Annual inflation reaches 7.5 percent, highest rate since February 1982

Consumer prices rose 7.5 percent annually by the end of January, according to data released Thursday by the Labor Department, the fastest rate since February 1982. 

The Labor Department’s consumer price index (CPI), which tracks inflation, rose on an annual basis for the sixth consecutive month and above the 7.2-percent increase projected by a consensus of economists.

Consumer prices also rose 0.6 percent in January, the same rate as in December, after falling for three consecutive months.

Without food and energy prices, the CPI rose 6 percent annually, the fastest rate since August 1982.

The U.S. has faced high inflation since mid-2021 as a surprisingly strong rebound from the coronavirus recession also kindled price increases. While the U.S. economy added more than 6 million jobs last year, grew 5.7 percent and saw consumer spending return to pre-pandemic levels, the rush of demand collided with severe supply and labor shortages, shipping bottlenecks and other pandemic-related constraints.

Price hikes for food, electricity, and shelter contributed the most to January's inflation jump, the Bureau of Labor Statistics said Thursday. Food prices rose 0.9 percent in January, nearly twice December's gain of 0.5 percent, and energy prices also rose 0.9 percent as higher electricity rates offset declines in gasoline and natural gas prices.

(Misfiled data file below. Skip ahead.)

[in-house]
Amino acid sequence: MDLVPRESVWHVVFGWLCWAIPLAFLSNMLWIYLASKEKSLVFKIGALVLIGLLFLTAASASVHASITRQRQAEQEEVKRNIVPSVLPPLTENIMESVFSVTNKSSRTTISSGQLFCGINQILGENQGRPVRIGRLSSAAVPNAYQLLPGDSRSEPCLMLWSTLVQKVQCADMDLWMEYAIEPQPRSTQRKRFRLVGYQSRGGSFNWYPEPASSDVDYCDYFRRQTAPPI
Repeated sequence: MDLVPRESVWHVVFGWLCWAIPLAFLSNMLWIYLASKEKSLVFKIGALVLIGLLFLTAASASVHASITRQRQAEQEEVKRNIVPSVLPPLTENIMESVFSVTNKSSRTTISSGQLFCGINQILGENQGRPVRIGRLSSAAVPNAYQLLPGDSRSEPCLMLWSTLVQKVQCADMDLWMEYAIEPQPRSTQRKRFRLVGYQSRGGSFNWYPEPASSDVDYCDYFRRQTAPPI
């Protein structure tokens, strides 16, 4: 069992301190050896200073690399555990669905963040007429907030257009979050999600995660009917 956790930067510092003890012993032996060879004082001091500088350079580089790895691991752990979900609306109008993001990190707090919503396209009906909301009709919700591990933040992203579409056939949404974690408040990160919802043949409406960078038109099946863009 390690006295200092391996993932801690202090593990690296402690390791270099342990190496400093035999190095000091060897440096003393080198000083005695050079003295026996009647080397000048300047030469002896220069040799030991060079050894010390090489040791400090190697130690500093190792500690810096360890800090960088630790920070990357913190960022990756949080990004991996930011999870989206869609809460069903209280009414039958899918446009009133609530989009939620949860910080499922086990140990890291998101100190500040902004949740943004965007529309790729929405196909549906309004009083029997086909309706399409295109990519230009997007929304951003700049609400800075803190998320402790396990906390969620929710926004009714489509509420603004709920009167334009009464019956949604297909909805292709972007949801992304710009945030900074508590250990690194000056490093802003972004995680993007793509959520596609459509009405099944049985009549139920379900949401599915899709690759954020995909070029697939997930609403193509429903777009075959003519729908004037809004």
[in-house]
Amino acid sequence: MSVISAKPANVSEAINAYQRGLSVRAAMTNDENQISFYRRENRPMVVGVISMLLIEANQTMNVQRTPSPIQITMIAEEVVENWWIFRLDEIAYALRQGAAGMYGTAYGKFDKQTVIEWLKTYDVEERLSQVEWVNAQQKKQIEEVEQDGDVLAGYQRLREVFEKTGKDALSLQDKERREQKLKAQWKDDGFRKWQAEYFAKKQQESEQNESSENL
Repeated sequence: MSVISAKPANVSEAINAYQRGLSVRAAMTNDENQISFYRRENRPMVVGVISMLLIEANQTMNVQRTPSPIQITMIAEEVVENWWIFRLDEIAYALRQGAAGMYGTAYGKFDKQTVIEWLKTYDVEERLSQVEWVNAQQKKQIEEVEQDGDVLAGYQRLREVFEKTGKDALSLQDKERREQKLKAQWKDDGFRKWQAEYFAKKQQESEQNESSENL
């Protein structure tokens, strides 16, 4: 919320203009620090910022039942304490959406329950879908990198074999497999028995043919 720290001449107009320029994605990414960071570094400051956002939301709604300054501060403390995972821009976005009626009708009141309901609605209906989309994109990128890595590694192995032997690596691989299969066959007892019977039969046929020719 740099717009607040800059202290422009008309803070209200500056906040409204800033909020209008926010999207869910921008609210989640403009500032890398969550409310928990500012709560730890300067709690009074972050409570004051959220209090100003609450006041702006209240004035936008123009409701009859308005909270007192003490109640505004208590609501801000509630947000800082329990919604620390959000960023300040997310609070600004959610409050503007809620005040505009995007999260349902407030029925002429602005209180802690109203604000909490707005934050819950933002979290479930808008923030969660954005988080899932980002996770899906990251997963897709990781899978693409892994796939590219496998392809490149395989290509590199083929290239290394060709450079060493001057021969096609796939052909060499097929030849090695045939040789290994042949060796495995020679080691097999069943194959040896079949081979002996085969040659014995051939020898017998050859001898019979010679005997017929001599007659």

Many economists, including top White House and Federal Reserve officials, expected inflation to cool off over the summer as the pandemic faded and more Americans returned to work. But the persistence of high inflation has posed significant political and policy challenges for both the administration and the central bank.

President Biden and Democratic lawmakers have struggled to sell the strength of the recovery to voters, who are increasingly dissatisfied with their handling of the economy, according to recent polls. The rising costs of food, fuel, and other consumer staples has wiped out rapid wage gains for many workers — along with the political benefit.

Food prices are 7 percent higher, gas prices are 40 percent higher, and energy prices in general are 27 percent higher than in January 2021, according to the Labor Department.

The Fed has also laid the groundwork to raise interest rates several times this year as inflation rises well above their annual average target of 2 percent. The bank all but formally confirmed it would raise interest rates in March from the current baseline, which was set near zero as the pandemic wracked the global economy in 2020.

Most Republican lawmakers and an array of economists had urged the Fed to begin hiking interest rates last year, though Fed officials resisted over concerns it would limit the return of workers to the labor force. The Fed, however, pivoted sharply in December as inflation continued to spike and pose potential threats to future job gains.

The January inflation figures will keep the Fed firmly on its path to hike interest rates, though higher borrowing costs may have little impact on the shipping bottlenecks, COVID-19 containment measures in other countries, and labor shortages driving prices higher.

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